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Lobular carcinoma is a type of cancer that begins in the breast’s lobules, or milk-producing sacs. There are two types of lobular carcinoma, with invasive lobular carcinoma being the second most common form of breast cancer. The second type, noninvasive lobular carcinoma, is a rare condition. It’s commonly referred to as lobular carcinoma in situ (LCIS) because the tumor is confined within the lobules.
Treatment is very different for both types of lobular carcinoma. Your cancer specialist at Dignity Health North State will identify your type of breast cancer to deliver the most effective, personalized treatment. For cancer care that’s rooted in expertise and humankindness, Find a Doctor to treat lobular breast cancer in Northern California.
Research studies haven’t confirmed the exact cause of lobular cancer. However, there are known risk factors for developing the disease.
Being female is the main risk factor, but other circumstances that can increase your chances are:
The symptoms of lobular carcinoma are similar to other types of breast cancer. However, a distinctive symptom of lobular carcinoma is a thickening or hardening of the breast tissue. This is different than the distinctive lump found in other forms of breast cancer.
Other symptoms include:
Although it is a rare occurrence, some men develop lobular carcinoma. The symptoms are the same for both men and women, so talk to your doctor about any unusual changes in your breast or chest area.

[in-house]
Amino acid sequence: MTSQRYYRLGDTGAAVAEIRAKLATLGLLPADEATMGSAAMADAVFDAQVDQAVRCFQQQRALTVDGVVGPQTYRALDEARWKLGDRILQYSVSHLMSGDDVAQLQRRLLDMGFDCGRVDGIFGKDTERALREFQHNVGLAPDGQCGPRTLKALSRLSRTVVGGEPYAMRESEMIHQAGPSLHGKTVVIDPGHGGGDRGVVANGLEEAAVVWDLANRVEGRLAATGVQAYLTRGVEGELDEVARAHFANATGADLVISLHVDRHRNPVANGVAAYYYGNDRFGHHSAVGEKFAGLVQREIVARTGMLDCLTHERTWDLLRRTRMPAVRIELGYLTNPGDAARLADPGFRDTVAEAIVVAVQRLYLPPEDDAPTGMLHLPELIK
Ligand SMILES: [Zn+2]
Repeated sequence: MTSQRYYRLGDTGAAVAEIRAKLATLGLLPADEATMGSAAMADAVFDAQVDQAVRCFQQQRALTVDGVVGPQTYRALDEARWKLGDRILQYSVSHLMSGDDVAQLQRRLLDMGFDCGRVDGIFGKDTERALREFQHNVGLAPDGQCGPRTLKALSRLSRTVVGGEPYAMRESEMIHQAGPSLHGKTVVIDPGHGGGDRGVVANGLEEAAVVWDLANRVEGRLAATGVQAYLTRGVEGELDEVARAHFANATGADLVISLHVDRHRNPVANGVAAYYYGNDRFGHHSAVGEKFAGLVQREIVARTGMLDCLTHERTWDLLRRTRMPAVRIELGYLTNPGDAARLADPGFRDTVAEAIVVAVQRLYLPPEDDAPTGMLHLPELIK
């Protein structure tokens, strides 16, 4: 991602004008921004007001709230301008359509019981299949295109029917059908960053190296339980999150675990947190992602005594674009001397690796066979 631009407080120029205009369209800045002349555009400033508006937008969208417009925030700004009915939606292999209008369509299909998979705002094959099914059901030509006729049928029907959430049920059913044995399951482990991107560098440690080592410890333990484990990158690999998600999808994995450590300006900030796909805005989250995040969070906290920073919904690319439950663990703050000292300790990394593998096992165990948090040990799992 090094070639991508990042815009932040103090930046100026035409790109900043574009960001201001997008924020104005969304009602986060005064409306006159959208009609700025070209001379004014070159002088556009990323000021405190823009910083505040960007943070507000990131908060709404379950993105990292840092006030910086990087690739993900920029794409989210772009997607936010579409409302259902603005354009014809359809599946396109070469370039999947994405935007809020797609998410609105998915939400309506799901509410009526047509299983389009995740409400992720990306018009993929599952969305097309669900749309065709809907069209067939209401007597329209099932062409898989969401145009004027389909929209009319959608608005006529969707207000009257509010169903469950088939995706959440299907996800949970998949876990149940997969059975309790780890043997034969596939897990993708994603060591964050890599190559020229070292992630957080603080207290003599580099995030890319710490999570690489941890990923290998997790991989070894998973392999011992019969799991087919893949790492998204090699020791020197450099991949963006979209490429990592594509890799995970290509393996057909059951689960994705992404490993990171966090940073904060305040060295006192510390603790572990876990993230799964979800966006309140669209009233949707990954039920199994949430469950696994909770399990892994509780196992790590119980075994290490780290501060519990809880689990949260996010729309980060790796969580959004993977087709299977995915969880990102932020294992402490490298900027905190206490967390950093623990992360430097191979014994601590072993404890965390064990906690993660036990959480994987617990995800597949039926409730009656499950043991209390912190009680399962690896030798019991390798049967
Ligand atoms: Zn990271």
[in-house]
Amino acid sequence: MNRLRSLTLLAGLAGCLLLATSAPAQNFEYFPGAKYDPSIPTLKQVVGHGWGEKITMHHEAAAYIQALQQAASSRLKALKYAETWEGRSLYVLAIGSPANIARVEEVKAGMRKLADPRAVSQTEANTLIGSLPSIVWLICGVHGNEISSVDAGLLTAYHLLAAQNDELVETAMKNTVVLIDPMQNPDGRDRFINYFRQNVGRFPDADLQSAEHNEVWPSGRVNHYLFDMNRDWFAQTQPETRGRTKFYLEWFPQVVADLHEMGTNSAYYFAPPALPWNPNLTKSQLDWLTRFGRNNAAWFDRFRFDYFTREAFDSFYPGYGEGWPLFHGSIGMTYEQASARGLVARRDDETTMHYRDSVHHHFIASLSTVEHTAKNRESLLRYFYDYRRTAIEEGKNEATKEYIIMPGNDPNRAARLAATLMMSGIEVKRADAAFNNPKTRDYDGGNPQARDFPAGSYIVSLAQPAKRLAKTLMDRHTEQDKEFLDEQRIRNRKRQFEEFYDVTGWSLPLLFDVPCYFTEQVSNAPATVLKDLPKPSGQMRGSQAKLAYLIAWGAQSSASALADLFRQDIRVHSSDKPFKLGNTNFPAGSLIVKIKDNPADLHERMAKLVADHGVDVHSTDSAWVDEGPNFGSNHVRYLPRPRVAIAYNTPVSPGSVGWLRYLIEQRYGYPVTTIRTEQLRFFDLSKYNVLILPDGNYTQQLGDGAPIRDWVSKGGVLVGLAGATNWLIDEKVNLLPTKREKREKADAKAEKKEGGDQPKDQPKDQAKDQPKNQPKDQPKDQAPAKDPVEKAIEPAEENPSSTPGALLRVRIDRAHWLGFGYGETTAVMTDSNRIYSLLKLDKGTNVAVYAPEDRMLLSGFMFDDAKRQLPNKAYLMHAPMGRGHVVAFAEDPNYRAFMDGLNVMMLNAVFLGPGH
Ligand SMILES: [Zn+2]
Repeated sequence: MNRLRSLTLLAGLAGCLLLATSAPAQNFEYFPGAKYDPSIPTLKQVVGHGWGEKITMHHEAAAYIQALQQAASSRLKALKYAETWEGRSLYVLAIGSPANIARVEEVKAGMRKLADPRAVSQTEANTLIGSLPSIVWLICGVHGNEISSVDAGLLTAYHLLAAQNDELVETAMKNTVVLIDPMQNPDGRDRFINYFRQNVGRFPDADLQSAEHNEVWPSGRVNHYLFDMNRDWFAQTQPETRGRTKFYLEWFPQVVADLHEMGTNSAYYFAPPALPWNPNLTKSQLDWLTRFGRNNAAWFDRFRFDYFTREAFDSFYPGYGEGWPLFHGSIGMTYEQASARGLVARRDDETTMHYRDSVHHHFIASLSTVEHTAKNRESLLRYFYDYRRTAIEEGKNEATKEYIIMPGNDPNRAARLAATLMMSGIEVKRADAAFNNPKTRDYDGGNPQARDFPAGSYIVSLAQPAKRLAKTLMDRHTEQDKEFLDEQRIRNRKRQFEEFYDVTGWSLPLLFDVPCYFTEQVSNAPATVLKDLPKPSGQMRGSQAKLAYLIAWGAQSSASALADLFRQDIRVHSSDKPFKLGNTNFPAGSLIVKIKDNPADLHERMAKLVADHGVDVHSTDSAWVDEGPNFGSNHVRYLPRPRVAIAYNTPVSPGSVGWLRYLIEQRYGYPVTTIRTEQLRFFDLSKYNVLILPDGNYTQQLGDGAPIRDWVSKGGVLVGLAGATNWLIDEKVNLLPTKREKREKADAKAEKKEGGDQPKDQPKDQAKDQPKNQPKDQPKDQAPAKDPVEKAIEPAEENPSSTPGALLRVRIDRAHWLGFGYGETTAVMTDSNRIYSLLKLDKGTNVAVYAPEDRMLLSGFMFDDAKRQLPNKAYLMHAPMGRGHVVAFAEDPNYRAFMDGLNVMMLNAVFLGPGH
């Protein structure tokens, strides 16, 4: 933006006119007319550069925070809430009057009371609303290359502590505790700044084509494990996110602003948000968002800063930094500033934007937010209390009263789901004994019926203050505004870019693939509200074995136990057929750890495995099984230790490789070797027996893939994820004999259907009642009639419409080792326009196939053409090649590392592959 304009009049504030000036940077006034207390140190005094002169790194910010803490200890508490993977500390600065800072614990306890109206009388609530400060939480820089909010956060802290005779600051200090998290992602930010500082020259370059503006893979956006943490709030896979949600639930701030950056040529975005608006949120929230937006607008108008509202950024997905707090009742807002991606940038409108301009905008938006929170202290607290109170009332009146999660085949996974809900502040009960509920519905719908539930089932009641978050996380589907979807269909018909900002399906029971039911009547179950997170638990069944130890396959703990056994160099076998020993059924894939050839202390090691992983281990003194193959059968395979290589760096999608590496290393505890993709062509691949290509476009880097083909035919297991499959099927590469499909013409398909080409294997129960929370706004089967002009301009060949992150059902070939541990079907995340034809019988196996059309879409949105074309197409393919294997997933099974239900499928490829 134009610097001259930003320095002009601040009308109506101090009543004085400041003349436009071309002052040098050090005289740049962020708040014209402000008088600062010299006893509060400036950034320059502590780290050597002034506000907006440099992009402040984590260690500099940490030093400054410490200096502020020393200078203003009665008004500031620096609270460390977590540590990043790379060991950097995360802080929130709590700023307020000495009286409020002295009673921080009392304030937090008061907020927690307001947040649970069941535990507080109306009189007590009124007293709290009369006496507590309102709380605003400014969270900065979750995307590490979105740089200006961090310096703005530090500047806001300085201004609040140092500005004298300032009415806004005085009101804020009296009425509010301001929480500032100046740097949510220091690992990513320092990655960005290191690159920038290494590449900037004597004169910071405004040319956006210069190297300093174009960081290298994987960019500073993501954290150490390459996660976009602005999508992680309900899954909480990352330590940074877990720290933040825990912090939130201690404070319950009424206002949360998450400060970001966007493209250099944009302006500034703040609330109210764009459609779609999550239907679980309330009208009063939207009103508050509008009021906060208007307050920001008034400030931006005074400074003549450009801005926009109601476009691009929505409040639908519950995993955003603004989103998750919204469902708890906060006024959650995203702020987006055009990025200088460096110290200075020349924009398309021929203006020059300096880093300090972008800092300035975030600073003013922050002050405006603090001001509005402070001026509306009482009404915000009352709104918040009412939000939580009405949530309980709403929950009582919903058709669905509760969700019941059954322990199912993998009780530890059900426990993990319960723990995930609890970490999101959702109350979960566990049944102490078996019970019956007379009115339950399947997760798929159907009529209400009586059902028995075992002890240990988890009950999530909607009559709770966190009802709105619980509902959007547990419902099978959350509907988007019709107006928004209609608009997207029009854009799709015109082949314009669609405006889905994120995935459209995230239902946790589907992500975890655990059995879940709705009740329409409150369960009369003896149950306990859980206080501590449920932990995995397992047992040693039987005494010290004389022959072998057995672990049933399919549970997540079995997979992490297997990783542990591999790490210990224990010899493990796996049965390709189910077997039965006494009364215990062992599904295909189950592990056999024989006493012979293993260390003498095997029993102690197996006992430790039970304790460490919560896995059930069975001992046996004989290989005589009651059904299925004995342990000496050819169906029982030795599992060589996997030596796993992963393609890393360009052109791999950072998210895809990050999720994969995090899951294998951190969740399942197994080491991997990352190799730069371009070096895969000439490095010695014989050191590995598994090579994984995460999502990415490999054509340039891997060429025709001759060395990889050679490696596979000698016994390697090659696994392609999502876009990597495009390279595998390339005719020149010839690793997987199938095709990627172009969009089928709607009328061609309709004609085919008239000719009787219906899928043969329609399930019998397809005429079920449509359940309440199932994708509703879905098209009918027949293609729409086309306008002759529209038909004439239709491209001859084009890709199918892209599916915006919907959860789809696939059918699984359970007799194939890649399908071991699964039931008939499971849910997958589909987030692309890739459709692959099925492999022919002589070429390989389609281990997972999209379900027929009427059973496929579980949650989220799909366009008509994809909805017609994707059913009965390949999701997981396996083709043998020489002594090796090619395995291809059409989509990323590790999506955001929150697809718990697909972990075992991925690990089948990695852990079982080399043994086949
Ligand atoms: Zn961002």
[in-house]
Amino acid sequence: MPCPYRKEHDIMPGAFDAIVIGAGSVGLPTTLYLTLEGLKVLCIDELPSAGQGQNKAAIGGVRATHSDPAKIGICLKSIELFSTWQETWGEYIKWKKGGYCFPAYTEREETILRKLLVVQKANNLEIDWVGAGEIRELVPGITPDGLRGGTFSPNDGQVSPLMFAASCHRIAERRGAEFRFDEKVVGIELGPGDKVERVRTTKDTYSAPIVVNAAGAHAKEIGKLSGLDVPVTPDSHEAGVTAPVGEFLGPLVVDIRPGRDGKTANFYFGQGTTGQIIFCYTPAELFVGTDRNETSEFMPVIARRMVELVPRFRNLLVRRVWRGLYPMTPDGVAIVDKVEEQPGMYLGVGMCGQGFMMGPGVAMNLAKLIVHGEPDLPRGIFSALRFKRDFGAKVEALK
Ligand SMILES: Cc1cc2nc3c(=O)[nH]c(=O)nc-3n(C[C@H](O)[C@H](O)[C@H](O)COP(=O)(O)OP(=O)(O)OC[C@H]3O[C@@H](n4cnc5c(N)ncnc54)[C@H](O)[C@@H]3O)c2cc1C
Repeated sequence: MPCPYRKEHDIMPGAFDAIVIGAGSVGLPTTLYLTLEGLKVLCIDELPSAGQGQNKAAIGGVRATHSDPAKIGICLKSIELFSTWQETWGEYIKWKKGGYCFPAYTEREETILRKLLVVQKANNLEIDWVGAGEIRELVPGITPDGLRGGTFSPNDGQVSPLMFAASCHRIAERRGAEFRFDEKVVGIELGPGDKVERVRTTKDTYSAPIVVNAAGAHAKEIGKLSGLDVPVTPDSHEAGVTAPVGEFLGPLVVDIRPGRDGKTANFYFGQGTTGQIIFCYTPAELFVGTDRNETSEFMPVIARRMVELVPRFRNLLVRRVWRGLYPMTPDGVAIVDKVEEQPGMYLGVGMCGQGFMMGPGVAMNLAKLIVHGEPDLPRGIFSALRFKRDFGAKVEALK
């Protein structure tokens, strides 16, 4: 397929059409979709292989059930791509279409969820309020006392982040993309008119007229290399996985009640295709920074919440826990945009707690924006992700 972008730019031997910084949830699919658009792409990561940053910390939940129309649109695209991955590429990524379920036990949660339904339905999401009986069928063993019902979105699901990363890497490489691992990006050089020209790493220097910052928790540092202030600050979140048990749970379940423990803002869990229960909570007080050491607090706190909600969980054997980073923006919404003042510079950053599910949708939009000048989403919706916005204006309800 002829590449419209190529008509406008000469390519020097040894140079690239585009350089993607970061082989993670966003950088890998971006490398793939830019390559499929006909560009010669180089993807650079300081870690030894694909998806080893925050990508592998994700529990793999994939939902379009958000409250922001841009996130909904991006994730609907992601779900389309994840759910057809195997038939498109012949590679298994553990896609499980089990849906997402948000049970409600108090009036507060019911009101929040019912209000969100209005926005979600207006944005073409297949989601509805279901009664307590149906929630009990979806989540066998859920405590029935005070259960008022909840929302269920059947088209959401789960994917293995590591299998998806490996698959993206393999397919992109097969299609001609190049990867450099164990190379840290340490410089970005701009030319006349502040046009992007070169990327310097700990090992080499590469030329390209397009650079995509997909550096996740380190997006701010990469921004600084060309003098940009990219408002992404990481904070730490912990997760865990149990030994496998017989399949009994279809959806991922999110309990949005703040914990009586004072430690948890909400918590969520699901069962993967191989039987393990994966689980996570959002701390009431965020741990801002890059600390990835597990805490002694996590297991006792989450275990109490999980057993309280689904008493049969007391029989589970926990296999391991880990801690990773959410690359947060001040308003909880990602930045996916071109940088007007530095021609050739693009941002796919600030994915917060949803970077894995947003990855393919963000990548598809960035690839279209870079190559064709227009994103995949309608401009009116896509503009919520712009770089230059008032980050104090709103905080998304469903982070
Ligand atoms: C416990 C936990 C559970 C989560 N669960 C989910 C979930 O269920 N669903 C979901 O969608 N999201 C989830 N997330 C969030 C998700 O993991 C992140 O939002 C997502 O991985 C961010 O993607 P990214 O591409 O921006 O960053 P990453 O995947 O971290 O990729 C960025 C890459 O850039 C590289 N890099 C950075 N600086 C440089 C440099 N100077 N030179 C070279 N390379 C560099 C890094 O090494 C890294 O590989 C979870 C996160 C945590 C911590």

If lumps or masses appear on your mammogram result, your oncology specialist will recommend a biopsy to learn if the tumor is cancerous and its unique characteristics. After examining biopsy results and identifying the type, grade, and HER2 and hormone receptor status, your doctor will recommend the most effective treatment plan.
Surgery, such as a mastectomy or lumpectomy, are the two common treatment options for ILC. Radiation therapy usually follows surgery to remove remaining cancer cells. Other standard breast cancer treatments are also effective for treating invasive lobular cancer.
Since LCIS is precancerous, it is not considered a true type of breast cancer. The treatment approach for LCIS is different than other forms of breast cancer. Your doctor may choose to monitor the cancer or suggest hormone therapy or prophylactic mastectomy to prevent abnormal cells from becoming invasive.
Screening exams, such as a mammogram, can detect breast cancer early. Ask your doctor at Dignity Health North State about your risks and if you should begin screening.